Calavera translates as skull – they’re absolutely everywhere at this time of year and are undoubtedly the biggest symbol of Day of the Dead in Mexico. The skull obviously represents the dead, only the skulls and skeletons that adorn everything here are not grim, vacant figures at all, but jolly personalities always smiling or laughing and very often in character, for example in traditional Mexican dress, or as a nurse or mariachi musician. Mexico’s sugar and chocolate skulls are an internationally recognised symbol of Day of the Dead, and they are always brightly coloured and decorated, again demonstrating the fun of the celebration. There’s nothing haunting or spooky about the tradition, it’s about welcoming back loved ones who have died, who are only able to visit at this time each year.
In the UK we are much more uncomfortable with death, and rarely laugh at it. For that reason Day of the Dead can be misinterpreted as a little creepy and weird. However, once it is understood within the context of the Mexican culture and character it becomes apparent that it’s just an alternative way of dealing with the same emotions (of the universal experience of death), in a style that is more fitting with the Mexican approach to things in general. Mexican humour is very dark and clever, full of double entendre, and they do tend to laugh at everything no matter how disastrous, so it completely makes sense that the Mexicans take one of the most difficult and painful human experiences and spin it into something entertaining and fun.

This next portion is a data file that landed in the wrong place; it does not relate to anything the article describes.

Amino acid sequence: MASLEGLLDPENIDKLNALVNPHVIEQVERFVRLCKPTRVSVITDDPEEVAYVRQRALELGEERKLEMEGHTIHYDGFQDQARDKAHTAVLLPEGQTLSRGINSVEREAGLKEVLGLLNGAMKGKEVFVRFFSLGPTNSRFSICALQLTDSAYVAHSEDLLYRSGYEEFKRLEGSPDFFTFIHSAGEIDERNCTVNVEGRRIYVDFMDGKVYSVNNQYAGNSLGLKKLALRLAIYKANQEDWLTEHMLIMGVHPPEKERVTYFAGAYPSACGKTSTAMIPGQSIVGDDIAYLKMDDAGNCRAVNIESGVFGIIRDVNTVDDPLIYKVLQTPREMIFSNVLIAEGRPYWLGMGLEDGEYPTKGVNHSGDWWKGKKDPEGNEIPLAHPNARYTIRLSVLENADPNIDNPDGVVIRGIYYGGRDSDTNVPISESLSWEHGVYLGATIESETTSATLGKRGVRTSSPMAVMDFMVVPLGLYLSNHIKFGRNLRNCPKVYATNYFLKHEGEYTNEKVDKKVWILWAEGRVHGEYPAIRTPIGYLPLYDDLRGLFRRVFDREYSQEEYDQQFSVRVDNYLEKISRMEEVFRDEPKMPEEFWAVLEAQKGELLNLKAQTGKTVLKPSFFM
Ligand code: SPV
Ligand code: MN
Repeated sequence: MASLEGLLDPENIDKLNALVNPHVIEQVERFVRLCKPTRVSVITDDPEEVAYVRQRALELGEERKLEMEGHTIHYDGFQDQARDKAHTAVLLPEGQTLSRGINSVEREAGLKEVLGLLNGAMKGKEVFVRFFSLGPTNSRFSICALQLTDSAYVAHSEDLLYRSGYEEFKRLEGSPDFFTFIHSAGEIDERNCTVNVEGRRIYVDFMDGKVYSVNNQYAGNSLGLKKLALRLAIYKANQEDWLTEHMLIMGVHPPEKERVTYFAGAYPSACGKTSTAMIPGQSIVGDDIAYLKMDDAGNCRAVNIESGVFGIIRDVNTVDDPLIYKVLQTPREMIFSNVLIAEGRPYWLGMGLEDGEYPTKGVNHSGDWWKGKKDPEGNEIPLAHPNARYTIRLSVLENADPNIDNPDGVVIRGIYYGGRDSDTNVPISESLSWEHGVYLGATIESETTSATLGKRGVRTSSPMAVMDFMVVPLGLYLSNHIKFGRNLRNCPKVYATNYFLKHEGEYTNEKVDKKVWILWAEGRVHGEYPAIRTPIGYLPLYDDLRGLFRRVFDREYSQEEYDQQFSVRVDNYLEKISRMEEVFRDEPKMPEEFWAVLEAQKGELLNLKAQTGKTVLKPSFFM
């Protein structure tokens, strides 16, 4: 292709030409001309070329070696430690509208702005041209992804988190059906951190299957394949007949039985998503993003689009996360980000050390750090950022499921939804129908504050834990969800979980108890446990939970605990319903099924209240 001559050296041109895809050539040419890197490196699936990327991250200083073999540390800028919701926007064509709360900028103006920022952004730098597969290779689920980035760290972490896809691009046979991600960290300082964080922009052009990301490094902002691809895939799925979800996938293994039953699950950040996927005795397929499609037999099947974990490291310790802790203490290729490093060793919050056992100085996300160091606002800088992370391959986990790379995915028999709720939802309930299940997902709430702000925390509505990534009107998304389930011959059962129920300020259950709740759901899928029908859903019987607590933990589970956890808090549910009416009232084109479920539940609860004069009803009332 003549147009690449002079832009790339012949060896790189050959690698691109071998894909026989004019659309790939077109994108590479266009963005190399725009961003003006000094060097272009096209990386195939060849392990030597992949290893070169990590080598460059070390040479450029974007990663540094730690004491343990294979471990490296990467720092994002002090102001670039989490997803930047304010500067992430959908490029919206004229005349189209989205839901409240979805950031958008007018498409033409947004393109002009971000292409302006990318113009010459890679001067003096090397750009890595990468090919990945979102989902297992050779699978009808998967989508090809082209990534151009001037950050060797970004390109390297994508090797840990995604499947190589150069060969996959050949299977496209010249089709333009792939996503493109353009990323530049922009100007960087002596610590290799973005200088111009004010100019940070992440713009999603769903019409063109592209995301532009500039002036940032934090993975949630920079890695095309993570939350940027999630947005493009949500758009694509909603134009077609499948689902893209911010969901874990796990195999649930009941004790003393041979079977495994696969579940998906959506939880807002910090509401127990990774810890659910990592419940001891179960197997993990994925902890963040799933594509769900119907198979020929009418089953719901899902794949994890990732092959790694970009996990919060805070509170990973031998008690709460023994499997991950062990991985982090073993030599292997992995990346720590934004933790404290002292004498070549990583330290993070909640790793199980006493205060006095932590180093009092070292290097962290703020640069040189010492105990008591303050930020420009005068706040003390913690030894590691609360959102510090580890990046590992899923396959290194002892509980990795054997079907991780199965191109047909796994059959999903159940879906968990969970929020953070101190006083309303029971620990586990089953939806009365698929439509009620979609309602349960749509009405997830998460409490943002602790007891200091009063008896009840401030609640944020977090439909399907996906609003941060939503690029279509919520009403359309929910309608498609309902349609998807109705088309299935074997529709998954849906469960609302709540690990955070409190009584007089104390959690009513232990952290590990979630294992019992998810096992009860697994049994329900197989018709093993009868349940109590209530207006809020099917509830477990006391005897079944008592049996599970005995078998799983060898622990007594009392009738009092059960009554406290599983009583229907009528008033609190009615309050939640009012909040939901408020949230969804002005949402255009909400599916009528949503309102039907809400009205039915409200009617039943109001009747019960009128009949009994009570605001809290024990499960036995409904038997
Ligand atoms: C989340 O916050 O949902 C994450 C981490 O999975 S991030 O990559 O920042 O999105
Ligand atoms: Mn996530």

As calavera means skull, calaverita just means little skull. Following in the traditional of double meaning in Mexican language (which can be very confusing for outsiders!), calaverita also refers to a special kind of poem which is written and shared around Day of the Dead. They are humorous rhymes which detail a prophecy of how a person is going to die. A few of my sprogs at work wrote me this Calaverita, it had me in stitches and I had to share it!
Calaverita Maestra Ellie
Estaba la maestra Ellie
comiendo un cachito de melón
cuando llego la muerte
acompañada de un viejo pelón.
-¿Que haces maestra Ellie?
-La muerte le preguntó
-Aquí, matando el hambre
-Ellie le contestó.
– ¡Matando! – La muerte se sorprendió
– Mmm, me quiere hacer competencia…
– Es lo que doña muerte pensó
– Pero no me ganará la impaciencia
– Solita se consoló.
-¡Ayudame! Le llegó su hora
– La muerte le dijo al pelón
– Ahora vamos a matarla
golpeandola con un balón.
Y así la pobrecita Ellie
nunca jamás volvió a Europa
porque la malvada muerte
se la llevó con todo y ropa.
En Juconi los niños lloraron
Pero se les olvido en un dos por tres
Porque al fin y al cabo…
Ninguno entendia su Inglés.
There was Teacher Ellie eating a chunk of melon, when Death arrived accompanied by a bald old man.
“What are you doing?” Death asked her.
“I’m killing my hunger,” Ellie answered.
“Killing?!” she exclaimed, “she wants to compete with me,” thought Lady Death. “But hastiness won’t get the better of me,” she consoled herself.
“Help me! Her time has come!” Death said to the baldy. “Now we’re going to kill her, by thumping her with a ball.”
And just like that poor Ellie died, and never returned to Europe, because evil death took her with clothes and all.
In Juconi the children cried, but they forgot her in a jiffy, because in the end, after everything, nobody understood her English.